But what about making way for some of the executives who have spent years, even decades, loyally working underneath the partners? “They’ll just have to wait,” says Mr Muirhead, who is having too much fun to give up two dream jobs.

PROMOTED VIDEO
Arts and Entertainment
AKB48 perform during one of their daily concerts at Tokyo’s Akihabara theatre
musicJapan's AKB48 are one of the world’s most-successful pop acts
News
Ian Thorpe has thanked his supporters after the athlete said in an interview that he is gay
people
News
The headstone of jazz great Miles Davis at Woodlawn Cemetery in New York
news
Arts and Entertainment
Brendan O'Carroll has brought out his female alter-ego Agnes Brown for Mrs Brown's Boys D'Movie
filmComedy holds its place at top of the UK box office
News
newsBear sweltering in zoo that reaches temperatures of 40 degrees
Arts and Entertainment
Professor Kathy Willis will showcase plants from the Royal Botanic Gardens at Kew
radioPlants: From Roots to Riches has been two years in the making
News
ebookA unique anthology of reporting and analysis of a crucial period of history
Arts and Entertainment
TV The follow-up documentary that has got locals worried
Arts and Entertainment
Eminem's daughter Hailie has graduated from high school
music
Arts and Entertainment
Original Netflix series such as Orange Is The New Black are to benefit from a 'substantial' increase in investment
TVHoax announcement had caused outrage
Life and Style
Swimsuit, £245, by Agent Provocateur
fashion

Diving in at the deep end is no excuse for shirking the style stakes

News
One Direction star Harry Styles who says he has no plans to follow his pal Cara Delevingne down the catwalk.
peopleManagement confirms rumours singer is going it alone are false
Have you tried new the Independent Digital Edition apps?
Independent Dating
and  

By clicking 'Search' you
are agreeing to our
Terms of Use.

iJobs Job Widget
iJobs Money & Business

Information Security Manager (ISO 27001, Accreditation, ITIL)

£70000 per annum: Harrington Starr: Information Security Manager (ISO 27001, A...

Biztalk - outstanding opportunity

£75000 - £85000 per annum + ex bens: Deerfoot IT Resources Limited: Biztalk Te...

Trade Desk Specialist (FIX, Linux, Windows, Network Security)

£60000 per annum: Harrington Starr: Trade Desk Specialist (FIX, Linux, Windows...

Service Desk Analyst (Windows, Active Directory, ITIL, Reuter)

£35000 per annum: Harrington Starr: Service Desk Analyst (Windows, Active Dire...

Day In a Page

Iraq crisis: How Saudi Arabia helped Isis take over the north of the country

How Saudi Arabia helped Isis take over northern Iraq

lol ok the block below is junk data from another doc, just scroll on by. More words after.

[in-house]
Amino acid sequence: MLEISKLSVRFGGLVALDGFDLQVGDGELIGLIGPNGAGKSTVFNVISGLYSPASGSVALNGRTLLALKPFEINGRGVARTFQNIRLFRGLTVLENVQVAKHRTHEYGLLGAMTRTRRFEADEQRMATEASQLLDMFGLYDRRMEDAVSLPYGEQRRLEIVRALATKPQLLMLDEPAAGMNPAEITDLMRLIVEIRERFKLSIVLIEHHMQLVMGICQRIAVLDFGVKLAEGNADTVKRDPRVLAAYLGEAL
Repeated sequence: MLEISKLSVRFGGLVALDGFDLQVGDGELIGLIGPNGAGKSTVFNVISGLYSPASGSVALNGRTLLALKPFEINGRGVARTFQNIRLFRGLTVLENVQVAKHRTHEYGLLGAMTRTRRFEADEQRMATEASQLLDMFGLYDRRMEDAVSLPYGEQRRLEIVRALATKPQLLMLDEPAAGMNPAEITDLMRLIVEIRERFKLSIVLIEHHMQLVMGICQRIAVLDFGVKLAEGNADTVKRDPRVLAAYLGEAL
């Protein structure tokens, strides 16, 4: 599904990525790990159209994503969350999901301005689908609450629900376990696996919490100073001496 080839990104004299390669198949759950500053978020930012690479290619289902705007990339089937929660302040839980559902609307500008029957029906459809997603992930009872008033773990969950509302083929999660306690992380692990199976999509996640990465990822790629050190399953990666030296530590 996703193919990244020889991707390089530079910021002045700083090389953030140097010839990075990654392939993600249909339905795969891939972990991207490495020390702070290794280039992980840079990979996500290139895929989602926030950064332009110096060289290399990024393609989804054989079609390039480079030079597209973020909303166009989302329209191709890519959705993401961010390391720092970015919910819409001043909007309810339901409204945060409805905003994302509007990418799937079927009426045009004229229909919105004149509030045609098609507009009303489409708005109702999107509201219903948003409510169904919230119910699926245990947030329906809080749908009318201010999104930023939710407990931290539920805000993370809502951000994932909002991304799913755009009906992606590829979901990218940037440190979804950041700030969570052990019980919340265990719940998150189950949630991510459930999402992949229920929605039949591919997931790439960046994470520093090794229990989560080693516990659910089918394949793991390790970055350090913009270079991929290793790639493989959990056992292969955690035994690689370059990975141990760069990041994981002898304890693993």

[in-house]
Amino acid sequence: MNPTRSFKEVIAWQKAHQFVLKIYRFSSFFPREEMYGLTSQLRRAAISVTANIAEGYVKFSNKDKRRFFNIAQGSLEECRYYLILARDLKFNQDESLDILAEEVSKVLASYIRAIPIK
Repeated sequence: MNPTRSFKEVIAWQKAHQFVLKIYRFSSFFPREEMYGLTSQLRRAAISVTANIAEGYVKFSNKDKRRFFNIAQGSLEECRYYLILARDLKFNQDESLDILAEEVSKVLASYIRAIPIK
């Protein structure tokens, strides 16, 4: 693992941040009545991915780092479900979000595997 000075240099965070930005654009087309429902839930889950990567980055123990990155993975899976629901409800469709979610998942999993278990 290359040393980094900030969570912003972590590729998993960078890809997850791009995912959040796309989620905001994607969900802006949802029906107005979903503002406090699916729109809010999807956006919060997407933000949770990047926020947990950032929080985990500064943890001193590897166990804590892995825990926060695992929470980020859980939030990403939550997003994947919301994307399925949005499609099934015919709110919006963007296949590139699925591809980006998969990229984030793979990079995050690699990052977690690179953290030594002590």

A speech by an ex-MI6 boss hints at a plan going back over a decade. In some areas, being Shia is akin to being a Jew in Nazi Germany, says Patrick Cockburn
The evolution of Andy Serkis: First Gollum, then King Kong - now the actor is swinging through the trees in Dawn of the Planet of the Apes

The evolution of Andy Serkis

First Gollum, then King Kong - now the actor is swinging through the trees in Dawn of the Planet of the Apes
You thought 'Benefits Street' was controversial: Follow-up documentary 'Immigrant Street' has got locals worried

You thought 'Benefits Street' was controversial...

Follow-up documentary 'Immigrant Street' has got locals worried
Refugee children from Central America let down by Washington's high ideals

Refugee children let down by Washington's high ideals

Democrats and Republicans refuse to set aside their differences to cope with the influx of desperate Central Americas, says Rupert Cornwell
Children's books are too white, says Laureate

Children's books are too white, says Laureate

Malorie Blackman appeals for a better ethnic mix of authors and characters and the illustrator Quentin Blake comes to the rescue
Blackest is the new black: Scientists have developed a material so dark that you can't see it...

Blackest is the new black

Scientists have developed a material so dark that you can't see it...
Matthew Barzun: America's diplomatic dude

Matthew Barzun: America's diplomatic dude

The US Ambassador to London holds 'jeans and beer' gigs at his official residence – it's all part of the job, he tells Chris Green
Meet the Quantified Selfers: From heart rates to happiness, there is little this fast-growing, self-tracking community won't monitor

Meet the 'Quantified Selfers'

From heart rates to happiness, there is little this fast-growing, self-tracking community won't monitor
Madani Younis: Five-star reviews are just the opening act for British theatre's first non-white artistic director

Five-star reviews are just the opening act for British theatre's first non-white artistic director

Madani Younis wants the neighbourhood to follow his work as closely as his audiences do
Mrs Brown and her boys: are they having a laugh?

Mrs Brown and her boys: are they having a laugh?

When it comes to national stereotyping, the Irish – among others – know it can pay to play up to outsiders' expectations, says DJ Taylor
Gavin Maxwell's bitter legacy: Was the otter man the wildlife champion he appeared to be?

Otter man Gavin Maxwell's bitter legacy

The aristocrat's eccentric devotion to his pets inspired a generation. But our greatest living nature writer believes his legacy has been quite toxic
Joanna Rowsell: The World Champion cyclist on breaking her collarbone, shattering her teeth - and dealing with alopecia

Joanna Rowsell: 'I wear my wig to look normal'

The World Champion cyclist on breaking her collarbone, shattering her teeth - and dealing with alopecia
Bill Granger recipes: Our chef gives raw ingredients a lift with his quick marinades

Bill Granger's quick and delicious marinades

Our chef's marinades are great for weekend barbecuing, but are also a delicious way of injecting flavour into, and breaking the monotony of, weekday meals
Germany vs Argentina World Cup 2014 preview: Why Brazilians don't love their neighbours Argentina any more

Anyone but Argentina – why Brazilians don’t love their neighbours any more

The hosts will be supporting Germany in today's World Cup final, reports Alex Bellos
The Open 2014: Time again to ask that major question - can Lee Westwood win at last?

The Open 2014

Time again to ask that major question - can Lee Westwood win at last?